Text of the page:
New Research Says More Sex Could Slow Alzheimer’s Risk
Can a vibrant sex life be your secret weapon against memory decline? New research suggests there might be a link.
A recent study by researchers from Penn State, the University of California at San Diego, and Boston universities casts new light on the relationship between sexual satisfaction, vascular health, and memory performance. The study, published March 2023 in the peer-reviewed journal Gerontology, implies that maintaining a fulfilling sex life could serve as a secret shield against memory decline.
The research was steered by Riki Slayday, a doctoral candidate at Penn State, and Dr. Tyler Bell, a post-doctoral scholar at the University of California San Diego. Their team discovered that for men aged 56 to 68, even minor reductions in erectile function over a period of 12 years were linked to accelerated memory loss. This correlation persisted even after controlling for prominent risk factors for cognitive decline, such as major cardiovascular conditions and hypertension. The team also found that sexual satisfaction seemed to have a predictive value for memory loss.
Doctors Slayday and Bell took the time to unravel their findings for our readers.
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Understanding the connection
The study stands out for its unique focus on microvascular health—a key player in predicting how our cognitive abilities deteriorate with age. While most research has centered on the relationship between primary cardiovascular conditions and brain health, Slayday and Bell focused on smaller but nonetheless crucial vessels. Erectile function in men emerged as a sensitive barometer of vascular health and potentially cognitive (brain) health.
Ladies, you’re not left out of this narrative. While those with erectile function have been the focus thus far, the study authors pointed out that ongoing research is actively exploring how these findings apply to women. All under consideration are factors such as alterations in blood flow that result in decreased sexual arousal, hormonal changes linked to menopause, and generally reported lower levels of sexual satisfaction in women compared to men.
An early warning sign
The authors suggest that changes in sexual health could serve as early warning signs for future cognitive issues. Just as a dashboard warning light alerts drivers to possible car troubles, so too could shifts in sexual health prompt an investigation into cognitive wellness. Slayday and Bell urge individuals not to dismiss minor concerns, but to discuss them openly with physicians for early detection and intervention.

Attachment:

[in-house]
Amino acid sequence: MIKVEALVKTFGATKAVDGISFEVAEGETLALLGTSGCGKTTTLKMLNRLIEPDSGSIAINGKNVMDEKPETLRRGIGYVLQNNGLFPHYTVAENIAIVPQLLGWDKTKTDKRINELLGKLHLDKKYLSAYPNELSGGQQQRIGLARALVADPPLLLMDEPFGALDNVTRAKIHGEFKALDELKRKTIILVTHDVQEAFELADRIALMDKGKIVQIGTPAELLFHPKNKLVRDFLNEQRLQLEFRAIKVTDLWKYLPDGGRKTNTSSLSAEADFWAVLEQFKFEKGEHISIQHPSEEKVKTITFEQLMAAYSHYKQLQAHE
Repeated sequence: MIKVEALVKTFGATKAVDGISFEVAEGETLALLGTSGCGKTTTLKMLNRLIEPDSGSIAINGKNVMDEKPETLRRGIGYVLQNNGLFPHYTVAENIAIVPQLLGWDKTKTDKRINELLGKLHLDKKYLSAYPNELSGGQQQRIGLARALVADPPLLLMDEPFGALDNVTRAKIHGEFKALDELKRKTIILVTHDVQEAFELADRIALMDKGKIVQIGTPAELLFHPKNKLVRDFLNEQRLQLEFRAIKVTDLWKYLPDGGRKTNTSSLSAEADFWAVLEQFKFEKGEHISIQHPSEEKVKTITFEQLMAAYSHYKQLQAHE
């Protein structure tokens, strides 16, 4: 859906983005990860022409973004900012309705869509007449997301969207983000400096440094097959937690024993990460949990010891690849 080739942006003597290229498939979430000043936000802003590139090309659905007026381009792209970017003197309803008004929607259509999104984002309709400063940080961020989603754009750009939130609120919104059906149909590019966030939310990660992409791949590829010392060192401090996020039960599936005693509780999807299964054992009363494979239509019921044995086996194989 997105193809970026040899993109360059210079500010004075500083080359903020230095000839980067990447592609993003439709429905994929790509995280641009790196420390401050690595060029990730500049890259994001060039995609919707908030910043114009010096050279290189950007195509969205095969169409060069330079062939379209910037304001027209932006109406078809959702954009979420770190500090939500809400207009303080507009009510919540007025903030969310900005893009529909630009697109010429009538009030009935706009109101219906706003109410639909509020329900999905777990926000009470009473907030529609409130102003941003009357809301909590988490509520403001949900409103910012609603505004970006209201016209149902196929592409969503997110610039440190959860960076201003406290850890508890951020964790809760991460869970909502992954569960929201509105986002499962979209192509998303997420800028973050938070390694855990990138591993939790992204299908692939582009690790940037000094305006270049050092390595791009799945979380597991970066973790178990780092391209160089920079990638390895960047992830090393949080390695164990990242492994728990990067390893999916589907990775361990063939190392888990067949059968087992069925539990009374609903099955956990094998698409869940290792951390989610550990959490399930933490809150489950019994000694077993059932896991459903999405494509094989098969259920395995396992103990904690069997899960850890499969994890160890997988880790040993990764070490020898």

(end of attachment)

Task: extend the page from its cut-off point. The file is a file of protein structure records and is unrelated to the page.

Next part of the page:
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Linking sexual health and cognitive decline
This new study opens up a novel conversation linking sexual health and cognitive decline. Although much remains to be explored about this relationship, their findings emphasize the potential importance of sexual health as part of a broader understanding of cognitive wellness.
Further, the researchers highlight the impact of overall life satisfaction on cognitive function. Drawing from another study published in the journal International Psychogeriatrics, they note that a single-point increase in life satisfaction rating could translate to a 28% decrease in the risk of dementia five years later. This serves as a reminder that lifestyle factors, including excessive alcohol consumption, obesity, smoking, depression, social isolation and lack of physical activity, can significantly influence our cognitive health.
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Let’s talk about sex: Promoting sexual health dialogue
Slayday and Bell’s research strongly emphasizes the need for open discussions about sexual health. They support the need for comprehensive sex education for adults, which can guide individuals in exploring ways to boost their sexual satisfaction. Unfortunately, such education is often lacking, leaving many adults unaware of the diverse strategies available to improve their sexual experiences.
In addition, instead of a simple yes-or-no question about erectile dysfunction, they advocate for recognizing subtle shifts in erectile function for early detection and effective intervention. According to the authors, understanding the subtle nuances in these changes can pave the way for better treatment.
This research suggests a fulfilling sex life isn’t just a source of pleasure—it might also play a significant role in preserving memory and mental clarity over time. As we continue to explore the connection between sexual health and cognitive decline, the need for open dialogues, comprehensive sex education, and early intervention becomes all the more pressing. While more research is undoubtedly needed to further illuminate the connection between sexual health and cognitive function, the pioneering work of these researchers makes it clear that the conversation has started—and it’s one we can’t afford to ignore.
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